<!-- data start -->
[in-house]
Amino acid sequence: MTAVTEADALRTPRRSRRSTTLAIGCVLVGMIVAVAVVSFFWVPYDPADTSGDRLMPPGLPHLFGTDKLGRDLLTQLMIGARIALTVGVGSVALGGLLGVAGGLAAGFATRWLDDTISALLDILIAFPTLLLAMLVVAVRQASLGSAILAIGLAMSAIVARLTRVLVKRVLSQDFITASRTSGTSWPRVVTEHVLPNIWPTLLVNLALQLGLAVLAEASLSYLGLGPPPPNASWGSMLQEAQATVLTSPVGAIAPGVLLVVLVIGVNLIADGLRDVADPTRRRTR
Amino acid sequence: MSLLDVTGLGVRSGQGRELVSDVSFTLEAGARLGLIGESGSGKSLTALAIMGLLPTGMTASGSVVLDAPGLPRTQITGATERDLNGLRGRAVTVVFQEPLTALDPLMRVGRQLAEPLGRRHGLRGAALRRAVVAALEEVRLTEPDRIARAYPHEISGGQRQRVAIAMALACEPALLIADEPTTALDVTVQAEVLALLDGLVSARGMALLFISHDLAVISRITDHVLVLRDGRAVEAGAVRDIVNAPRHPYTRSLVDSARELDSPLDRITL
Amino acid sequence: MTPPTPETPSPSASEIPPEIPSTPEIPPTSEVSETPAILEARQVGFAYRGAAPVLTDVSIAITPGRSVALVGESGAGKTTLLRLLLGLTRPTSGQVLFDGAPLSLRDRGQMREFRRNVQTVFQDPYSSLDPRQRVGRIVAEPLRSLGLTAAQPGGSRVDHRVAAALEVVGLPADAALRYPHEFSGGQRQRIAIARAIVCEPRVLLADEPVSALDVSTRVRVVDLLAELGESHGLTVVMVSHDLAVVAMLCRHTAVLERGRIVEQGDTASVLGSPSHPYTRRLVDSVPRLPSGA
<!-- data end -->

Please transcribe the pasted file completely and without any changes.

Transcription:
[in-house]
Amino acid sequence: MTAVTEADALRTPRRSRRSTTLAIGCVLVGMIVAVAVVSFFWVPYDPADTSGDRLMPPGLPHLFGTDKLGRDLLTQLMIGARIALTVGVGSVALGGLLGVAGGLAAGFATRWLDDTISALLDILIAFPTLLLAMLVVAVRQASLGSAILAIGLAMSAIVARLTRVLVKRVLSQDFITASRTSGTSWPRVVTEHVLPNIWPTLLVNLALQLGLAVLAEASLSYLGLGPPPPNASWGSMLQEAQATVLTSPVGAIAPGVLLVVLVIGVNLIADGLRDVADPTRRRTR
Amino acid sequence: MSLLDVTGLGVRSGQGRELVSDVSFTLEAGARLGLIGESGSGKSLTALAIMGLLPTGMTASGSVVLDAPGLPRTQITGATERDLNGLRGRAVTVVFQEPLTALDPLMRVGRQLAEPLGRRHGLRGAALRRAVVAALEEVRLTEPDRIARAYPHEISGGQRQRVAIAMALACEPALLIADEPTTALDVTVQAEVLALLDGLVSARGMALLFISHDLAVISRITDHVLVLRDGRAVEAGAVRDIVNAPRHPYTRSLVDSARELDSPLDRITL
Amino acid sequence: MTPPTPETPSPSASEIPPEIPSTPEIPPTSEVSETPAILEARQVGFAYRGAAPVLTDVSIAITPGRSVALVGESGAGKTTLLRLLLGLTRPTSGQVLFDGAPLSLRDRGQMREFRRNVQTVFQDPYSSLDPRQRVGRIVAEPLRSLGLTAAQPGGSRVDHRVAAALEVVGLPADAALRYPHEFSGGQRQRIAIARAIVCEPRVLLADEPVSALDVSTRVRVVDLLAELGESHGLTVVMVSHDLAVVAMLCRHTAVLERGRIVEQGDTASVLGSPSHPYTRRLVDSVPRLPSGA